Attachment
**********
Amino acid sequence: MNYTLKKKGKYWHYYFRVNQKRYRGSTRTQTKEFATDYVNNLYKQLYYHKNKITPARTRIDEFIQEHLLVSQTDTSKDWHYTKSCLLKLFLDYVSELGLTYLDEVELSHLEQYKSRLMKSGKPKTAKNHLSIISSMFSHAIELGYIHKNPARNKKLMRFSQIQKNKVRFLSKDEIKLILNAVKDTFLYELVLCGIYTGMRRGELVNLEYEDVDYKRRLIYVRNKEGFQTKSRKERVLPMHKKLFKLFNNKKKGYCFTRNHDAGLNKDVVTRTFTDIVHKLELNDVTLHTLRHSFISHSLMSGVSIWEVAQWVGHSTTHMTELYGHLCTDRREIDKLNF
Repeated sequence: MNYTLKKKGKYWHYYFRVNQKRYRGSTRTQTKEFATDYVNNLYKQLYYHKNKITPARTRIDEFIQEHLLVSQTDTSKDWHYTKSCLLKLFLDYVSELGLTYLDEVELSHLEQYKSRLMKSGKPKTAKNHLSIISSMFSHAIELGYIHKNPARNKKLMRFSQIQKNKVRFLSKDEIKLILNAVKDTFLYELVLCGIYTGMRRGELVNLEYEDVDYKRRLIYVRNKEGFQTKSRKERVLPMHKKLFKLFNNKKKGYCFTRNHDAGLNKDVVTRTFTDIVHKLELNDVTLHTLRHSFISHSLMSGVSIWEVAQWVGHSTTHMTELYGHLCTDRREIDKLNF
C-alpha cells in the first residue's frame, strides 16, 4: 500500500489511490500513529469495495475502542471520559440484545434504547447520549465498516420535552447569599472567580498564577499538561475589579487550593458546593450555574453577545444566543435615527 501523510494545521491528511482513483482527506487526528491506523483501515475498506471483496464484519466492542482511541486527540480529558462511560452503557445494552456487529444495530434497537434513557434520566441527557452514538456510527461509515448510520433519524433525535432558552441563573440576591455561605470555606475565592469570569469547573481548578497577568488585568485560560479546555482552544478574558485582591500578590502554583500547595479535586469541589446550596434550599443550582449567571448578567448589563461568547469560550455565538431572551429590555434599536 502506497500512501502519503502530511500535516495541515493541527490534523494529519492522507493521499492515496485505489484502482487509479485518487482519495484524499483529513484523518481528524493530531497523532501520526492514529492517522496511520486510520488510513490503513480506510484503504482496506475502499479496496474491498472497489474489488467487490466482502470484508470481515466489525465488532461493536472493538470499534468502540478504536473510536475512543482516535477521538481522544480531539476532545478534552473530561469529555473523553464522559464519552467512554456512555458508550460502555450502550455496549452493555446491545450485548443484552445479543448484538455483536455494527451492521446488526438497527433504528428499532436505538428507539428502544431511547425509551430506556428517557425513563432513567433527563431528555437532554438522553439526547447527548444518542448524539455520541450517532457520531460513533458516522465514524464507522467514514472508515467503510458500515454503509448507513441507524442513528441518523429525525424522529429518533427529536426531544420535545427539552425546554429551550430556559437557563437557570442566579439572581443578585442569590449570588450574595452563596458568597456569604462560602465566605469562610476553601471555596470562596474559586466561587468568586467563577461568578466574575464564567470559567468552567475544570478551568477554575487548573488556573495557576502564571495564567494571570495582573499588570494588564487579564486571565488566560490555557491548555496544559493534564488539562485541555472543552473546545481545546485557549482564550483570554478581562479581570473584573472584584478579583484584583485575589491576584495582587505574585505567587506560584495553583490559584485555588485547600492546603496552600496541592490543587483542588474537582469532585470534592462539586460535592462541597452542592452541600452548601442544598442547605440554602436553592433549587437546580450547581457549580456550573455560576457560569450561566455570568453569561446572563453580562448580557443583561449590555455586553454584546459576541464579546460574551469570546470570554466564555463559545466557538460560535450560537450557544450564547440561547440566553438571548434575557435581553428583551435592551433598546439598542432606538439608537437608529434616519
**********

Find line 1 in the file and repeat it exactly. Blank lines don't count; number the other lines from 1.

Amino acid sequence: MNYTLKKKGKYWHYYFRVNQKRYRGSTRTQTKEFATDYVNNLYKQLYYHKNKITPARTRIDEFIQEHLLVSQTDTSKDWHYTKSCLLKLFLDYVSELGLTYLDEVELSHLEQYKSRLMKSGKPKTAKNHLSIISSMFSHAIELGYIHKNPARNKKLMRFSQIQKNKVRFLSKDEIKLILNAVKDTFLYELVLCGIYTGMRRGELVNLEYEDVDYKRRLIYVRNKEGFQTKSRKERVLPMHKKLFKLFNNKKKGYCFTRNHDAGLNKDVVTRTFTDIVHKLELNDVTLHTLRHSFISHSLMSGVSIWEVAQWVGHSTTHMTELYGHLCTDRREIDKLNF